The survey indicates that pretty much everybody who wants a vaccine will have gotten it by the end of July and we may top out with only 52% of the population having been immunized. If you add in the number of people who caught COVID-19 and developed an antibody as a result, it would still only be two-thirds of the population that has some level of protection. Axios adds:
“This analysis shows that despite the general vaccine enthusiasm we are seeing now in the United States, things are going to get really difficult really soon,” said Sema Sgaier, Surgo’s CEO.
“Without significant investment in addressing people’s barriers and making vaccines available to those below 18, reaching herd immunity will be a real challenge.”
The pandemic word for the day is ‘detritus’
I have to back into this one with a little story. My Poynter colleague Roy Peter Clark said to me recently, “I walked around the mile track at our local park not long ago and saw detritus I would never have seen a year ago: seven medical masks.” As sometimes is the case when I talk to Dr. Clark, I had to look up the word to understand what he was saying.
“Detritus” means waste, debris or rubble that may be the product of being rubbed away or disintegrated by use.
Roy’s point is we now have a new type of trash. Since he said that, I have seen it myself now that I am looking for it: masks dropped in a parking lot or tossed near, but not into, the trash.
Which brings me to the story pitch. Scientists are starting to measure how our medical trash produced in the pandemic is hurting wildlife. Atlas Obscura reports:
Humans have now been living alongside COVID-19 for more than a year — and that means other animals have, too. For months, scientists have suspected that animals are affected by the disposable masks, plastic gloves, and other personal protective equipment (PPE) that people lost or discarded around parks, waterways, and other public spaces. Now researchers have pulled together observations from several countries to see how creatures are grappling with our castoffs.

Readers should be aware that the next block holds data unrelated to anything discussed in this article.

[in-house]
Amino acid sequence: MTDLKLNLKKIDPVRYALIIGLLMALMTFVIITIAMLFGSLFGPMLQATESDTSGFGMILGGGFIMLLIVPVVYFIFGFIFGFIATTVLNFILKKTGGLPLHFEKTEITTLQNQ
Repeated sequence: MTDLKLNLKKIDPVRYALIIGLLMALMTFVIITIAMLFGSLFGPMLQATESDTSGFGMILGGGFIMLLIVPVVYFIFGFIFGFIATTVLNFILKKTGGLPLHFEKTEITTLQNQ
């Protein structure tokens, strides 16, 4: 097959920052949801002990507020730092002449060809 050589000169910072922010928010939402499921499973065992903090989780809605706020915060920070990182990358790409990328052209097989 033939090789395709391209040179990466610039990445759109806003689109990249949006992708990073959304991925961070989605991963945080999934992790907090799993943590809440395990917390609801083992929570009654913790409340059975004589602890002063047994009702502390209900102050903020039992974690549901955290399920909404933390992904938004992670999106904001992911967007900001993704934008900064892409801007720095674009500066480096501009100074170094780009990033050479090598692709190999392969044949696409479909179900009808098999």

The Ocean Conservancy, a Washington, D.C.–based environmental nonprofit, regularly hosts the International Coastal Cleanup, a blitz of trash-picking events around the world. Last July, the organization added “PPE” as a category of trash that participants could log in an app.
The Ocean Conservancy followed up with a survey in early 2021, and found that 94 percent of respondents had observed PPE pollution at cleanup events the previous year. (In all, volunteers hauled in nearly 107,220 pieces of PPE — largely masks and gloves — across 70 countries.) Most of this trash was found on sand, grass, or sidewalks, but more than a third of participants reported PPE in oceans or other bodies of water. Just over half of the respondents also noted that they saw rogue pieces of PPE in their home communities every day.
Bird experts say they are seeing nests that include PPE trash as ingredients, including latex and masks. To limit the toll on wildlife, snip the straps of any masks you discard.
Why can’t we have a COVID-19 vaccine pill?
Think of all of the issues that would be diminished if scientists could find a way to turn the COVID-19 vaccine into a pill. Shipping and storage would be easier, you would not have to have vaccination lines and people who fear shots would be at ease.
It is a lot more difficult than it might seem to produce a vaccine pill, as Stat explains.
Drug companies and the Biden administration are interested in pushing this technology that may, one day, develop an anti-viral drug, maybe a pill, that you could take if you test positive for COVID-19 that would lessen the symptoms. This antiviral research is the next big frontier for you to keep your eyes on.
The FDA sends a warning about ‘leafy green’ farms near livestock farms
The Food and Drug Administration just completed a national investigation into multiple outbreaks of bacteria in leafy green vegetables. The good news is the outbreak is over after 20 people around the country were hospitalized. The FDA found a lot of sources for the bacteria, including a cattle farm that was uphill from a vegetable grower. The bacteria from the cow manure made its way to the vegetables. And that is one of the big outcomes of this investigation. If you have an animal farm near a farm growing food, you have to be a lot more careful.